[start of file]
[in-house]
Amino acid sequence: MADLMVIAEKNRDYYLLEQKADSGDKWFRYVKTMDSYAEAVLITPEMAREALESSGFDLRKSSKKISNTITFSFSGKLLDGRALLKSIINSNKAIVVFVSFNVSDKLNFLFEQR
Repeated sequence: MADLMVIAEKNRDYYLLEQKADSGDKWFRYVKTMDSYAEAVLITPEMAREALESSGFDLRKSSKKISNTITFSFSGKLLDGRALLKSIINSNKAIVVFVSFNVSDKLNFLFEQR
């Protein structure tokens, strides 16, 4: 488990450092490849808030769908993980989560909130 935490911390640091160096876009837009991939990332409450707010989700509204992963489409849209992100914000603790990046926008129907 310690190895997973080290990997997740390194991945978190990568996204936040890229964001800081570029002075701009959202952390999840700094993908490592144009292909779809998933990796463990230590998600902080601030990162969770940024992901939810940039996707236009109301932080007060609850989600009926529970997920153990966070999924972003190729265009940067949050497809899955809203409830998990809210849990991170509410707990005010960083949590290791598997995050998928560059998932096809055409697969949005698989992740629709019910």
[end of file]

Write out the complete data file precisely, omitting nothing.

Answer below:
[in-house]
Amino acid sequence: MADLMVIAEKNRDYYLLEQKADSGDKWFRYVKTMDSYAEAVLITPEMAREALESSGFDLRKSSKKISNTITFSFSGKLLDGRALLKSIINSNKAIVVFVSFNVSDKLNFLFEQR
Repeated sequence: MADLMVIAEKNRDYYLLEQKADSGDKWFRYVKTMDSYAEAVLITPEMAREALESSGFDLRKSSKKISNTITFSFSGKLLDGRALLKSIINSNKAIVVFVSFNVSDKLNFLFEQR
């Protein structure tokens, strides 16, 4: 488990450092490849808030769908993980989560909130 935490911390640091160096876009837009991939990332409450707010989700509204992963489409849209992100914000603790990046926008129907 310690190895997973080290990997997740390194991945978190990568996204936040890229964001800081570029002075701009959202952390999840700094993908490592144009292909779809998933990796463990230590998600902080601030990162969770940024992901939810940039996707236009109301932080007060609850989600009926529970997920153990966070999924972003190729265009940067949050497809899955809203409830998990809210849990991170509410707990005010960083949590290791598997995050998928560059998932096809055409697969949005698989992740629709019910």